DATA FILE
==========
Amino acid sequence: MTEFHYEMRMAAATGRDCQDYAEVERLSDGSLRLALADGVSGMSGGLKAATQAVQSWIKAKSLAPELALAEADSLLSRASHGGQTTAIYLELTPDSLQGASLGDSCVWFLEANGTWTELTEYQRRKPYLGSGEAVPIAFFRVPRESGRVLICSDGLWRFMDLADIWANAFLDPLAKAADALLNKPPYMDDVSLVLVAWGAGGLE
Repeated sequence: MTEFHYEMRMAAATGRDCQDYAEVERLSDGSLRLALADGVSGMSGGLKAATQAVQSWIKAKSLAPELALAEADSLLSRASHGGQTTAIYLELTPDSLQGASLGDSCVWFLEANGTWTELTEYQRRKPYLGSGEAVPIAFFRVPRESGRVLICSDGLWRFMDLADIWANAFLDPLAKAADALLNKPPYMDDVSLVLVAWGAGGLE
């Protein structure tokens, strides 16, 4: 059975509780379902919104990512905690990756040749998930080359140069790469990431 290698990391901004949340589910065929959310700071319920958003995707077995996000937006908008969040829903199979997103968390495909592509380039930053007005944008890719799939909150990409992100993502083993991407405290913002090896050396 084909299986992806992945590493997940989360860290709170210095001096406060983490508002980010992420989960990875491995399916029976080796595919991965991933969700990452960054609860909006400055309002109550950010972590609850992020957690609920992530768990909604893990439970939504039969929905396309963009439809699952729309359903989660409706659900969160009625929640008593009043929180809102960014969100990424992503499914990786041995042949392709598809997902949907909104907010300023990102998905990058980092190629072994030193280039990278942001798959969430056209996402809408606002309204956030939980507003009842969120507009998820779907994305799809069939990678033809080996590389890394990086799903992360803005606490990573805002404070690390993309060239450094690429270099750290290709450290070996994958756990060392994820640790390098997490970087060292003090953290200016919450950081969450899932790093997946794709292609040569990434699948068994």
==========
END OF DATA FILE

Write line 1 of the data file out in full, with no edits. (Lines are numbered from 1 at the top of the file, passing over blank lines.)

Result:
Amino acid sequence: MTEFHYEMRMAAATGRDCQDYAEVERLSDGSLRLALADGVSGMSGGLKAATQAVQSWIKAKSLAPELALAEADSLLSRASHGGQTTAIYLELTPDSLQGASLGDSCVWFLEANGTWTELTEYQRRKPYLGSGEAVPIAFFRVPRESGRVLICSDGLWRFMDLADIWANAFLDPLAKAADALLNKPPYMDDVSLVLVAWGAGGLE